The investigation into the plane crash that killed Polish President Lech Kaczyński has revealed that passengers were in the cockpit of the crashed plane.
According to the head of the technical commission involved with investigating the crash, Alexei Morozov, the crew of the aircraft had been warned of limited visibility.
Although it has not been determined whether or not the crew’s decision to land had been influenced by the passengers on board. The cause of the crash has not been identified, although the possibility of an explosion or terrorist attack on board the aircraft has been ruled out.
Morozov also said that the crew on board the plane had not been properly trained for the flight, and had been assembled only a few days before the flight. He said that the crew “did not undergo regular simulated training, including the practice of co-ordination and emergency situations during flights.” Read More…
The Polish Constitution, one of the earliest codified national constitutions in the world, was adopted by the Sejm.
Before the 20th century, the term “Sejm” referred to the entire three-chamber Polish parliament, comprising the lower house, the upper house and the King.
The Constitution is generally regarded as Europe’s first and the world’s second modern codified national constitution, following the 1788 ratification of the United States Constitution.
The May 3rd Constitution was designed to redress long-standing political defects of the Polish–Lithuanian Commonwealth and its traditional system of “Golden Liberty”.
The Constitution introduced political equality between townspeople and nobility (szlachta) and placed the peasants under the protection of the government, thus mitigating the worst abuses of serfdom.
The Constitution abolished pernicious parliamentary institutions such as the liberum veto, which at one time had put the sejm at the mercy of any deputy who might choose, or be bribed by an interest or foreign power, to undo legislation passed by that sejm.
President Barack Obama open the 47-nation Nuclear Security Summit in Washington. The president says he wants new commitments to secure weapons-grade plutonium and uranium to prevent nuclear terrorism.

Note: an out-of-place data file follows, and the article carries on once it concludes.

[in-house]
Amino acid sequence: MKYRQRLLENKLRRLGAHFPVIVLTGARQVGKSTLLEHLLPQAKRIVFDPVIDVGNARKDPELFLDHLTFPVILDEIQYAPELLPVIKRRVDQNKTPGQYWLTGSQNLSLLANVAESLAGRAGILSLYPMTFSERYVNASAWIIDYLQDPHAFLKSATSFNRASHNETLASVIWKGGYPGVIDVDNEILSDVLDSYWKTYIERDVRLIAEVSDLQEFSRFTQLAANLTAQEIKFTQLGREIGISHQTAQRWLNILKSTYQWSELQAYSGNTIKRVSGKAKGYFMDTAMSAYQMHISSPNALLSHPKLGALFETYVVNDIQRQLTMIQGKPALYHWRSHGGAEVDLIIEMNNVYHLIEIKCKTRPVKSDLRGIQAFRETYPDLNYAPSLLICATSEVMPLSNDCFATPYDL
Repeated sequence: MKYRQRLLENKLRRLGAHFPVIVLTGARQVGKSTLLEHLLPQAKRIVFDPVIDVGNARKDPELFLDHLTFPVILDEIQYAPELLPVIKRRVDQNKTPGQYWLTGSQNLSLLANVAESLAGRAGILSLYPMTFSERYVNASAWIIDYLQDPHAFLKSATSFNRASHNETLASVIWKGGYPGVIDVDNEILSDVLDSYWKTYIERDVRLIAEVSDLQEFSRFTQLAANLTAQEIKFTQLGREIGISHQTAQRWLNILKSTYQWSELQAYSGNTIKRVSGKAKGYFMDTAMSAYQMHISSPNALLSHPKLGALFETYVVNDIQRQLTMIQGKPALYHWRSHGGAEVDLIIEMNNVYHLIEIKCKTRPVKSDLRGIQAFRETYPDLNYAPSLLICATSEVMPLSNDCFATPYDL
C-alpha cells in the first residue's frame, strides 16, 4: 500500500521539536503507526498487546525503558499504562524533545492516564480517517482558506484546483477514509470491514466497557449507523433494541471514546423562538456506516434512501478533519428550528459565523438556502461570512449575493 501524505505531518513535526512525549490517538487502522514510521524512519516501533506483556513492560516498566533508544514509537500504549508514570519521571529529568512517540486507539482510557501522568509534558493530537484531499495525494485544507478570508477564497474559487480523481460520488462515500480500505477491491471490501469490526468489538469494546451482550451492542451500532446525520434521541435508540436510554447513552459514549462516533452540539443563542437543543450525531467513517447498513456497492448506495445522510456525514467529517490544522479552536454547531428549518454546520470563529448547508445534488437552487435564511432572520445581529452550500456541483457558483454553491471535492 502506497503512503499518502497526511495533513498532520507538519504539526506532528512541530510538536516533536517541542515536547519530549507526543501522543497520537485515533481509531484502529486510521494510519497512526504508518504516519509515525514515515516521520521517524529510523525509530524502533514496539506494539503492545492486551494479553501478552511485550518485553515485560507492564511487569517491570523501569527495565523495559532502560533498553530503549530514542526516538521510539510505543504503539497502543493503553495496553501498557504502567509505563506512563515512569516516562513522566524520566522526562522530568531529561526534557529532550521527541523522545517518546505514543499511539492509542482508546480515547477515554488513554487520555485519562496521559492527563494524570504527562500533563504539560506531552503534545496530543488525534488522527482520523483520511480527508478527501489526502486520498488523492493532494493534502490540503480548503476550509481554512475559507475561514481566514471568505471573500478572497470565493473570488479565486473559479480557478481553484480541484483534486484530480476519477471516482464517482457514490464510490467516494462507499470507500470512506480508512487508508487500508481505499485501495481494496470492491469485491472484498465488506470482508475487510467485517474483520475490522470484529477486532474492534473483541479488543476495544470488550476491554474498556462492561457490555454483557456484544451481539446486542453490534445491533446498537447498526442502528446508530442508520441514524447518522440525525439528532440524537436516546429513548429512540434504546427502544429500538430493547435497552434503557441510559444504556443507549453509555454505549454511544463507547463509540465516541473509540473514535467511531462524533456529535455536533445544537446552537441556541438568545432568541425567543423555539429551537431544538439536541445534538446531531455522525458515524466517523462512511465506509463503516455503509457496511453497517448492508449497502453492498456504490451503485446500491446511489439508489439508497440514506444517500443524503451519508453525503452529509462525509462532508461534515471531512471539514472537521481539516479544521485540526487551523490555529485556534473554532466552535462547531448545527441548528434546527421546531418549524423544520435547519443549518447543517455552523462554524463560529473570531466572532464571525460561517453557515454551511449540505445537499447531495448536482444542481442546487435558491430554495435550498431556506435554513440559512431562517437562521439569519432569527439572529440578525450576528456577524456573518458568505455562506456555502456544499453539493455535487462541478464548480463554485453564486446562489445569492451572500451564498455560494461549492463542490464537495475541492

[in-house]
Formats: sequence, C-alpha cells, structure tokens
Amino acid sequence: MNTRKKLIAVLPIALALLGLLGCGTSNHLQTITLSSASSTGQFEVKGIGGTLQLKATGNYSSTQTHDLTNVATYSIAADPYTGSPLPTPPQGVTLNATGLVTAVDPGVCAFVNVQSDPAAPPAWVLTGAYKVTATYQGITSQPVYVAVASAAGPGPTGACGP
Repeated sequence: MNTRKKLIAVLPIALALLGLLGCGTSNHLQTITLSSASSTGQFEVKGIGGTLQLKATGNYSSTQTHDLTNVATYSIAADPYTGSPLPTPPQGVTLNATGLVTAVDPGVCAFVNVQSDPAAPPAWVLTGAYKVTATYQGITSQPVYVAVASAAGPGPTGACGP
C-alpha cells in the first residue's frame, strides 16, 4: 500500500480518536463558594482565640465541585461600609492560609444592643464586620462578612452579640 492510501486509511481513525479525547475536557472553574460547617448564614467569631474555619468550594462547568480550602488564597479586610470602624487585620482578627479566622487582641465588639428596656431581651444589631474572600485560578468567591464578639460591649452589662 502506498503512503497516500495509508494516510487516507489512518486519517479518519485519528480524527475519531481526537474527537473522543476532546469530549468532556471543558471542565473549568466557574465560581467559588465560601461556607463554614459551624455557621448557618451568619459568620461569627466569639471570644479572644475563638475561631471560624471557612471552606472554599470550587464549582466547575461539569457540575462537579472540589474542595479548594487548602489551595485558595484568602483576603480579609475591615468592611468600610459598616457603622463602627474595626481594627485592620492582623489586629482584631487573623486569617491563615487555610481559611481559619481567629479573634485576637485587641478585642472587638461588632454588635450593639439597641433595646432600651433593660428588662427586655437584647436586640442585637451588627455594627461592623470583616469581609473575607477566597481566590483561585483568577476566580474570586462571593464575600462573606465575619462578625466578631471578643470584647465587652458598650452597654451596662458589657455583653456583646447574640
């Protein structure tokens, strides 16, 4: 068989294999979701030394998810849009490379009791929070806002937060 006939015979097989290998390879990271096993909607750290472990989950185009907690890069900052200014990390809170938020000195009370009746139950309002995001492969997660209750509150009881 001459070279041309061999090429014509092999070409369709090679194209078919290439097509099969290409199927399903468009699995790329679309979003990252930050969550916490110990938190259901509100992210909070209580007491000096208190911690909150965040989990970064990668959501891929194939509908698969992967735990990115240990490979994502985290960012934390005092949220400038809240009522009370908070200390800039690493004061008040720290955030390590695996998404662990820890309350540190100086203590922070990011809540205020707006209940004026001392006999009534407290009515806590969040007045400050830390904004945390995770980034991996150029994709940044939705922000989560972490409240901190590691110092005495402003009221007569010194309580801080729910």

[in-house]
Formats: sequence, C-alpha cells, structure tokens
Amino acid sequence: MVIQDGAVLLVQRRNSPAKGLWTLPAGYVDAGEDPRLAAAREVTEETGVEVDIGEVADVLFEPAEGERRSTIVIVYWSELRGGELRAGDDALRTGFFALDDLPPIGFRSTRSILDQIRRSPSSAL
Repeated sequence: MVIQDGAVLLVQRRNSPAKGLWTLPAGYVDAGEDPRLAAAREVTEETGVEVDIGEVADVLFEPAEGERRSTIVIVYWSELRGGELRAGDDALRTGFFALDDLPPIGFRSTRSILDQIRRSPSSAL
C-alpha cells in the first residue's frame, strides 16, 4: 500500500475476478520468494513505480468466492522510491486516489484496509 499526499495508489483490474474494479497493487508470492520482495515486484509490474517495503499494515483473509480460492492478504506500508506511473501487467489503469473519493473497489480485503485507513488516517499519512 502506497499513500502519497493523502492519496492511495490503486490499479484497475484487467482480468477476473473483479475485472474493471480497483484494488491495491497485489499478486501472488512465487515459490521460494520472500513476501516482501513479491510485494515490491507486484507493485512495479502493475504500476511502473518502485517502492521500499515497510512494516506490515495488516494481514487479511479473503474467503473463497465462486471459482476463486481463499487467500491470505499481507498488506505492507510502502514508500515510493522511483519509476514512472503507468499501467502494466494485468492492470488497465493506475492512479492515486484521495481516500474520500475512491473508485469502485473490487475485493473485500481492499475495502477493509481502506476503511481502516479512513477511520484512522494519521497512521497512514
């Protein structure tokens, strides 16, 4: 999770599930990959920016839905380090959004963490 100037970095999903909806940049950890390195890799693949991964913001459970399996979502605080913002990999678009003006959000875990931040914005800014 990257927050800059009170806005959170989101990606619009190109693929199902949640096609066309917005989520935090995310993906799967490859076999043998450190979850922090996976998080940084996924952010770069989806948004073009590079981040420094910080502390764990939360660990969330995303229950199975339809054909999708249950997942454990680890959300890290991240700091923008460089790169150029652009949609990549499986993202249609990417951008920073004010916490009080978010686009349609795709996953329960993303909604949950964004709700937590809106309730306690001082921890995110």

With concerns about the nuclear ambitions of Iran and North Korea a major backdrop to the conference, this is the biggest U.S.-sponsored gathering of world leaders in more than 60 years.
The New START treaty was signed on April 8, 2010 in Prague by U.S. President Obama and Russian President Medvedev and Iran will hold the Tehran International Conference on Disarmament and Non- Proliferation, 2010, announced on April 4, 2010 and to be held April 17–18, 2010.
The Summit is the largest gathering of heads of state called by a United States president since the 1945 United Nations Conference on International Organization. Delegations from forty-six governments plus the United States are attending, thirty-eight of which are represented by heads of state or government. Read More…
Polish President Lech Kaczyński, travelling with up to 133 other people, has been killed when his plane crashed in Russia due to dense fog while approaching a Russian airport today. Officials say there are no survivors.
The Polish Central Bank governor, Slawomir Skrzypek, and other members of the Polish government, were amongst those onboard. The crash was near Smolensk airport in western Russia.
Kaczyński’s wife was killed along with him when the Tupolev Tu-154 went down; the trip to Russia was to commemorate the 70th anniversary of the Katyn massacre, when thousands of Polish prisoners of war and civilians were killed by the Soviets. Read More…
Student Jan Palach set himself on fire in Wenceslas Square in Prague to protest the Soviet invasion of Czechoslovakia one year earlier. He died three days later from the third-degree burns he suffered.
The Soviet-led invasion of Czechoslovakia in August 1968 was designed to crush the liberalising reforms of Alexander Dubček’s government during the Prague Spring. Read More…
At least 13 miners were killed and at least 30 more were hospitalised in Poland. It is the country’s deadliest mining accident since the deaths of 23 miners from methane at the Silesia’s Halemba mine in November 2006. The death toll is expected to increase.
The incident happened approximately 1 kilometre below surface level. Around 40 people were underground at the time of the blast. Twenty-nine made it out themselves but the rest had to be assisted.
Emergency services ferried the casualties to the nearest hospitals. Eighteen were hospitalised at a burns specialist unit in Siemianowice Śląskie; six were hospitalised at Sosnowiec where family members collected outside in an upset manner.
Lech Wałęsa leads strikes at the Gdańsk, Poland shipyards, after the beginning of an occupational strike in the Lenin Shipyard of Gdańsk, Wałęsa became the leader of this strike. The strike was spontaneously followed by similar strikes, first in Gdańsk, and then across Poland.
In September of that year, the Communist government signed an agreement with the Strike Coordination Committee to allow legal organization, but not actual free trade unions.
The Strike Coordination Committee legalized itself into National Coordination Committee of Solidarność (Solidarity) Free Trade Union, and Wałęsa was chosen as a chairman of this Committee.
Wałęsa kept this position until 13 December 1981, when he was arrested. General Wojciech Jaruzelski declared a state of martial law on 13 December. Wałęsa was incarcerated for 11 months in eastern Poland in several villages (Chylice, Otwock and Arłamów near the Soviet border) until 14 November 1982. Read More…